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Four PC(USA) clergy represent the denomination at an interfaith service for seven World Central Kitchen aid workers killed in Gaza

Thursday’s service at the Washington National Cathedral features a moving eulogy by Chef José Andrés and music by cellist Yo-Yo Ma

by Mike Ferguson | Presbyterian News Service

The seven World Central Kitchen aid workers killed on April 1 were, from top left,  Saifeddin Issam Ayad Abutaha, Laizawmi “Zomi” Frankcom, Damian Soból, Jacob Flinkinger, John Chapman, James “Jim” Henderson and James Kirby. (Photo courtesy of World Central Kitchen)

LOUISVILLE — Four Presbyterian Church (U.S.A.) pastors were among those invited to the Washington National Cathedral for a moving service remembering the seven World Central Kitchen workers killed on April 1 by Israeli airstrikes in Gaza.

The interfaith service included a eulogy by Chef José Andrés, WCK’s founder and chief feeding officer, and a cello tribute by Yo-Yo Ma. Watch the two-hour service, courtesy of the Washington National Cathedral, here.

The memorial service honored Saifeddin Issam Ayad Abutaha of Palestine; John Chapman of the United Kingdom; Jacob Flickinger of the United States and Canada; Lalzawmi “Zomi” Frankcom of Australia; James Henderson of the U.K.; James Kirby of the U.K.; and Damian Soból of Poland.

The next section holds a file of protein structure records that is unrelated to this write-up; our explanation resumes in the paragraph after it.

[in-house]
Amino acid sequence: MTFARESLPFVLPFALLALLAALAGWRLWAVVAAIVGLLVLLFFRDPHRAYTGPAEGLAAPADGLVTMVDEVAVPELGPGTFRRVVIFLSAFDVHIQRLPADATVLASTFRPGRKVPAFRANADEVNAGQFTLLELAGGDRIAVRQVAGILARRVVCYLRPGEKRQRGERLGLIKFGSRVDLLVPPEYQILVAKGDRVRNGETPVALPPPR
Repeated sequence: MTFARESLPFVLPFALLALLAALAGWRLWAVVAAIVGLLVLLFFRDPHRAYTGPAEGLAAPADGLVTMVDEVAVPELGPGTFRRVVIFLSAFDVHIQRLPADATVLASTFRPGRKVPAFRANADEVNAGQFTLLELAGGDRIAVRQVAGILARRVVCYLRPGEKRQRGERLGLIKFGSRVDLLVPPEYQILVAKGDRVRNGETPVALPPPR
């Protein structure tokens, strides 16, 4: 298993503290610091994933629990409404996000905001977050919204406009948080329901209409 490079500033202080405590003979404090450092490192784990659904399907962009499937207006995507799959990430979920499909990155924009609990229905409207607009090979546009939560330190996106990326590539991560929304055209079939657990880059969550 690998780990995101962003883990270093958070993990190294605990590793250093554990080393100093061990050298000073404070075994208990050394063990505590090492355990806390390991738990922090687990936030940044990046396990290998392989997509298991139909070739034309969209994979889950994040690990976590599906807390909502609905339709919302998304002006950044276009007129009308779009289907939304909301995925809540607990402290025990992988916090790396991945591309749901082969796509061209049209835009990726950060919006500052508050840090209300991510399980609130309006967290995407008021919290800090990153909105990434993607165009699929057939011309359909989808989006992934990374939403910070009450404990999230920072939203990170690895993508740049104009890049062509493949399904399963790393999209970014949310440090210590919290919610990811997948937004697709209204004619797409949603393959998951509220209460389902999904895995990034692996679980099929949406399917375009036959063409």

World Central Kitchen is a humanitarian nonprofit Andrés founded in 2010 to provide food relief in response to humanitarian, climate and community crises. The organization has provided more than 350 million meals worldwide, including more than 43 million meals in Gaza.

Presbyterian clergy invited to represent the denomination at the service were the Rev. John Molina-Moore, General Presbyter of National Capital Presbytery; the Rev. Jo Nygard Owens, Pastor for Digital Ministry at Washington National Cathedral; author and speaker the Rev. MaryAnn McKibben Dana; and the Rev. Jimmie Hawkins, the PC(USA)’s Advocacy Director.

Presbyterian clergy attending Thursday’s interfaith service at the Washington National Cathedral were, from left, the Rev. John Molina-Moore, the Rev. Jo Nygard Owens, the Rev. Jimmie Hawkins and the Rev. MaryAnn McKibben Dana. (Photo courtesy of the Rev. Jimmie Hawkins)

Faith leaders participating in the service included Bishop Mariann Edgar Budde of the Episcopal Diocese of Washington, Cardinal Wilton Gregory of the Roman Catholic Archdiocese of Washington, Rabbi Susan N. Shankman of Washington Hebrew Congregation, and Imam Talib M. Shareef of Masjid Muhammad, The Nation’s Mosque.